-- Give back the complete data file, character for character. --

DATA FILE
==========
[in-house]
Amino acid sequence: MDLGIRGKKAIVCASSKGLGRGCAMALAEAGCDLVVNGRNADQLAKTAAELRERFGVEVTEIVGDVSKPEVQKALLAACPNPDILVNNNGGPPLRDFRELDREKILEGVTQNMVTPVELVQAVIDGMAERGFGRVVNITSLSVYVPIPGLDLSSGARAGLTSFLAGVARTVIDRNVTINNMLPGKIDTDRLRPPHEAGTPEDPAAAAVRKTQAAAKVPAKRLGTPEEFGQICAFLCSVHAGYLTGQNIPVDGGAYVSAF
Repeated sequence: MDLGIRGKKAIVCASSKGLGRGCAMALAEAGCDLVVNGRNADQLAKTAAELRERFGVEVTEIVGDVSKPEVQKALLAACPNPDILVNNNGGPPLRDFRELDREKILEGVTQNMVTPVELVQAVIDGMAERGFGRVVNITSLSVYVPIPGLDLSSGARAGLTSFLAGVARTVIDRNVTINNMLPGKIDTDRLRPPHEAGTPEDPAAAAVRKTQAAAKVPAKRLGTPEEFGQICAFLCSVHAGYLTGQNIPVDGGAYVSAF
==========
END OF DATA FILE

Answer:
[in-house]
Amino acid sequence: MDLGIRGKKAIVCASSKGLGRGCAMALAEAGCDLVVNGRNADQLAKTAAELRERFGVEVTEIVGDVSKPEVQKALLAACPNPDILVNNNGGPPLRDFRELDREKILEGVTQNMVTPVELVQAVIDGMAERGFGRVVNITSLSVYVPIPGLDLSSGARAGLTSFLAGVARTVIDRNVTINNMLPGKIDTDRLRPPHEAGTPEDPAAAAVRKTQAAAKVPAKRLGTPEEFGQICAFLCSVHAGYLTGQNIPVDGGAYVSAF
Repeated sequence: MDLGIRGKKAIVCASSKGLGRGCAMALAEAGCDLVVNGRNADQLAKTAAELRERFGVEVTEIVGDVSKPEVQKALLAACPNPDILVNNNGGPPLRDFRELDREKILEGVTQNMVTPVELVQAVIDGMAERGFGRVVNITSLSVYVPIPGLDLSSGARAGLTSFLAGVARTVIDRNVTINNMLPGKIDTDRLRPPHEAGTPEDPAAAAVRKTQAAAKVPAKRLGTPEEFGQICAFLCSVHAGYLTGQNIPVDGGAYVSAF